The question that haunts Fuse along with his PTSD is “why didn’t I shoot?” As he tells Henmi later on, he meant to. And so what we have here is territory expanded upon in the film Joint Security Area. The clash of military programming and fundamental human nature, where the rookies have to use rubber bullets in training exercises to create a situation where they’d rather shoot than be shot. It’s gotta hardwired, hard, because again, human beings aren’t designed to kill other human beings, at least not to the extent to which it’s been mythologized.
While his mind was telling him to shoot this little girl, his body couldn’t do it, and that’s I think what the point of that training scene and the conversation between Henmi and Handa, who I believe is Fuse’s superior, is about, making the distinction between what the mind wants and what it’s told.
It’s not the exact point of the movie, the JSA thing, but it’s a significant foundation. And that training sequence is quintessential, because of how it contributes to the movie’s overall atmosphere. You have the voiceover of Kei reading from Little Red Riding Hood, the haunting imagery of maneuvers in an abandoned house, and that music, oh — this is one of my favorite Kenji Kawaii works, and probably was my favorite before I saw Moribito. It gives the movie such an ethereal quality, and the title song, “Grace Omega,” is awesome.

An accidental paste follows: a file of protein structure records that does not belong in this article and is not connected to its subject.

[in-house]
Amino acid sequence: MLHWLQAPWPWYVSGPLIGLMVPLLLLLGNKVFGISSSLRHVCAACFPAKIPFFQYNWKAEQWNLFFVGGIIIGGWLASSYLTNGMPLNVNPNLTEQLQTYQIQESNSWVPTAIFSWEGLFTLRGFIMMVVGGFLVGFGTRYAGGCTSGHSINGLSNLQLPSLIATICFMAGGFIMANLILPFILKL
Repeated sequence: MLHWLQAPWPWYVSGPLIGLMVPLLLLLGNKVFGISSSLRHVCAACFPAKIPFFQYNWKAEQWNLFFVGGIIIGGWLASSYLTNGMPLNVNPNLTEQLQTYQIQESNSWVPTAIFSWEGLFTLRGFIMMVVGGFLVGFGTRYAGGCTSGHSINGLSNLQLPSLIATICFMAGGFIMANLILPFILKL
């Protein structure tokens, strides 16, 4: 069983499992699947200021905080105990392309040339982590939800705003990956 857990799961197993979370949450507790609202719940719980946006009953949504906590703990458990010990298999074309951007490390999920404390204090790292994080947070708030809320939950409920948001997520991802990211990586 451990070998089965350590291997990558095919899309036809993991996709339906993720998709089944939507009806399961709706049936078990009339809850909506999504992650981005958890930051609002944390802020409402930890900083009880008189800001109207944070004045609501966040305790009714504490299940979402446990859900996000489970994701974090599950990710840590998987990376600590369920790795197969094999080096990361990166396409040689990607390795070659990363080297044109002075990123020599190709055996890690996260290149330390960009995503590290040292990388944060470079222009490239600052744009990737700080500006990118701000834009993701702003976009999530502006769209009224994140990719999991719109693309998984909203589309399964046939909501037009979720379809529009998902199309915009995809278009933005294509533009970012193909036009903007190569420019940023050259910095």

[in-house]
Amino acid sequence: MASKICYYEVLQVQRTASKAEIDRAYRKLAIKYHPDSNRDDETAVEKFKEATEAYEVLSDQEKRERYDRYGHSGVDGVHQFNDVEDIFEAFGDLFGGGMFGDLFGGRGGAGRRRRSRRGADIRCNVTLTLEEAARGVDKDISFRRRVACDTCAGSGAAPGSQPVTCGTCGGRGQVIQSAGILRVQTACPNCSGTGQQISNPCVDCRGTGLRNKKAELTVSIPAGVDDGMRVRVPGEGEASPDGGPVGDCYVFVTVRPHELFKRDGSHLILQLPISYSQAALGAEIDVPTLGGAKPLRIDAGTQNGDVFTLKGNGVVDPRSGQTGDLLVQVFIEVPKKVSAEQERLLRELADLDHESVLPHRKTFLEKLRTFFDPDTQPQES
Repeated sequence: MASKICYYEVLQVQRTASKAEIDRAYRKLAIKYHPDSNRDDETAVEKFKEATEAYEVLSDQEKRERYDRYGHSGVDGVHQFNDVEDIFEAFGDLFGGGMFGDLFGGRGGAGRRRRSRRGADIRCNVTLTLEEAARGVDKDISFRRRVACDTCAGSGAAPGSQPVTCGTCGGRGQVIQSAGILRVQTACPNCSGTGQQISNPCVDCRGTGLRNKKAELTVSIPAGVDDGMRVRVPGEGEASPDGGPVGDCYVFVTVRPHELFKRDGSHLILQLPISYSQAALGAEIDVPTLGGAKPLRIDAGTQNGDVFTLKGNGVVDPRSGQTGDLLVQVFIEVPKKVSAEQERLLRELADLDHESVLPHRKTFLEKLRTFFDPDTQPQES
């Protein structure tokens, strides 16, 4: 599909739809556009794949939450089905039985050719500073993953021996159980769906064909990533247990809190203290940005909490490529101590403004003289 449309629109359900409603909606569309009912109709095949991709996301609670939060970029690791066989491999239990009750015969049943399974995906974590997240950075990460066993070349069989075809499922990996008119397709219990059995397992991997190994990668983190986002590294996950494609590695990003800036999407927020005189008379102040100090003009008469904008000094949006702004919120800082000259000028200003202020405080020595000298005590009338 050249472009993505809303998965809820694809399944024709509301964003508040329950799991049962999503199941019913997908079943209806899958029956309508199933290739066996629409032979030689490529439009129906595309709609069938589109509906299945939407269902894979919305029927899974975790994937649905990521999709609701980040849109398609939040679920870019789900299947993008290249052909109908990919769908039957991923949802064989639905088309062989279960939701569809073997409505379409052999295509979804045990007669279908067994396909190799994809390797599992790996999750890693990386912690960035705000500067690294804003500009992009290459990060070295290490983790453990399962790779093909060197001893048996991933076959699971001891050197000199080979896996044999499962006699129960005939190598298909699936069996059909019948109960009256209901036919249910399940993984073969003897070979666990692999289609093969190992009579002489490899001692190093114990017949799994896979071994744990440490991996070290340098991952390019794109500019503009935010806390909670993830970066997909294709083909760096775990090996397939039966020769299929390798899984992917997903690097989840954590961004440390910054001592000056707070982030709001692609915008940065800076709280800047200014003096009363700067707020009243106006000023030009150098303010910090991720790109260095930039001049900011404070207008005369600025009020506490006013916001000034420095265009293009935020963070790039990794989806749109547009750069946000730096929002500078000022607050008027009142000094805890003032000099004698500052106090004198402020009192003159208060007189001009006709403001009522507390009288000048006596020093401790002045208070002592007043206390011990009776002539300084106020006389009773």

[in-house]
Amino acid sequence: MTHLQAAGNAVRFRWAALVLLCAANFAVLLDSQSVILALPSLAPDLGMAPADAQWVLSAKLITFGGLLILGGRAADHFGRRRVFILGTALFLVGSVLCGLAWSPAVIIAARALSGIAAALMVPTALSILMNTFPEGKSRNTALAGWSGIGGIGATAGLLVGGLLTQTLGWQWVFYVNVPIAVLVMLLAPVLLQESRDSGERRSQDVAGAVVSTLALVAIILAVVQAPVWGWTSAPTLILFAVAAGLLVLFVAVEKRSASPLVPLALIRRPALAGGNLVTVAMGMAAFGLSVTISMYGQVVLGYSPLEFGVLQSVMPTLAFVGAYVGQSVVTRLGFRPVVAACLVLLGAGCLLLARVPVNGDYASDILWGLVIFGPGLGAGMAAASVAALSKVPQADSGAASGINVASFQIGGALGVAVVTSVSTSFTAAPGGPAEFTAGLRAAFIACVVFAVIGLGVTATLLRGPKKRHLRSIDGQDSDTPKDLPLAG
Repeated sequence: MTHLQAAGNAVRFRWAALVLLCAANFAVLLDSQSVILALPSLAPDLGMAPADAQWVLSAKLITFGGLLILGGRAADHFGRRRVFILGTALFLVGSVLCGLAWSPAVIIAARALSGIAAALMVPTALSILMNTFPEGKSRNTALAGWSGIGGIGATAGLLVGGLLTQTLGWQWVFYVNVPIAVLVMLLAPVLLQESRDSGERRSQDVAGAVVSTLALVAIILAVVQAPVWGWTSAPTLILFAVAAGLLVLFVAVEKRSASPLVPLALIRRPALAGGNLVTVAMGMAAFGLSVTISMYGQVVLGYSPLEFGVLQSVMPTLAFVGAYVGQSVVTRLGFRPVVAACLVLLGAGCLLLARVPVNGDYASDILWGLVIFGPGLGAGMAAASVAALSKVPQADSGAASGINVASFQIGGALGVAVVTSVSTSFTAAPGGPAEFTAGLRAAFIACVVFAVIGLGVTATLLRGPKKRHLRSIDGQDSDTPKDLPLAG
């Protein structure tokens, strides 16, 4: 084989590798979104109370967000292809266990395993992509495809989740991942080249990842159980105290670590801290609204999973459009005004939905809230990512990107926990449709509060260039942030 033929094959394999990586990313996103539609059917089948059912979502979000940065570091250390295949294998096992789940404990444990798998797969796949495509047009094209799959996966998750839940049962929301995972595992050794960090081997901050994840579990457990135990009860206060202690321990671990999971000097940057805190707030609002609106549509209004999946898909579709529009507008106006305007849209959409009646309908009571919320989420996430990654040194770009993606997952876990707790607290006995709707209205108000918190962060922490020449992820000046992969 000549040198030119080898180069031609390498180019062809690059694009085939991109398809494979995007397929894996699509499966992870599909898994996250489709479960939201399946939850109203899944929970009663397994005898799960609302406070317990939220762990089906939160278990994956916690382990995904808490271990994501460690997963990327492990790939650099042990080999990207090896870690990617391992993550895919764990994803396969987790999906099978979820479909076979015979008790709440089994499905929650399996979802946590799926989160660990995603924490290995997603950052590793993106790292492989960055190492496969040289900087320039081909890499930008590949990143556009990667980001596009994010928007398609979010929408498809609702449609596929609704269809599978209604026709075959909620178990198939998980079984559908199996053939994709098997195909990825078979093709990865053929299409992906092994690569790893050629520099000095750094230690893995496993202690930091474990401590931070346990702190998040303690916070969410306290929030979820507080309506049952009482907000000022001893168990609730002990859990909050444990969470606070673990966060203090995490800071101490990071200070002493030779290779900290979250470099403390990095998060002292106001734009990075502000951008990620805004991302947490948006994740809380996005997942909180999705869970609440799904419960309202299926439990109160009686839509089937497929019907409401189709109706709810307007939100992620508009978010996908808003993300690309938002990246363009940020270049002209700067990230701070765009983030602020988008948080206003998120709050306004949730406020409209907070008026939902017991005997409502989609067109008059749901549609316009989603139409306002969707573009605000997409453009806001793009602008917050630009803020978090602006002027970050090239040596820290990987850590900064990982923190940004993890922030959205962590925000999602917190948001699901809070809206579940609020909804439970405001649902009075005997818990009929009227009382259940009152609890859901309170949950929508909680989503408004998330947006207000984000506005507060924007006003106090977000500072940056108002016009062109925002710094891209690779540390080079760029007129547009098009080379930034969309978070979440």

So Henmi posits that Fuse’s hesitation to shoot might prove he’s human, which is a note we should remember for when we learn more about Henmi. But for now, we have this question of Fuse’s humanity, and then we see how he hangs out with Kei, and so that’s like the application, the test that will answer that question in a real world scenario. The romance at the heart of the film is this extension of the stuff about deprogramming, and so we are drawing this diametric binary between love and war, human and wolf.
You see in other movies and OVAs, Oshii’s attitude toward the military, and toward war, and I think that Jin-Roh is no exception to that repeated philosophy. But again we need to round back to the micro. I just think it’s brilliant how you have that one-two situation, the question posited organically, and then explored in this dramatic way, and that it’s completely this circumstance of the larger conspiracy.
There’s always more going on, but the twists and tangles of the story shape something really classically structured and well-plotted. I don’t know how they did it. And so I start to wonder… if this was one of the Kerberos live-action movies, would it be weird? How much influence did the director, Hiroyuki Okiura, have on the final product?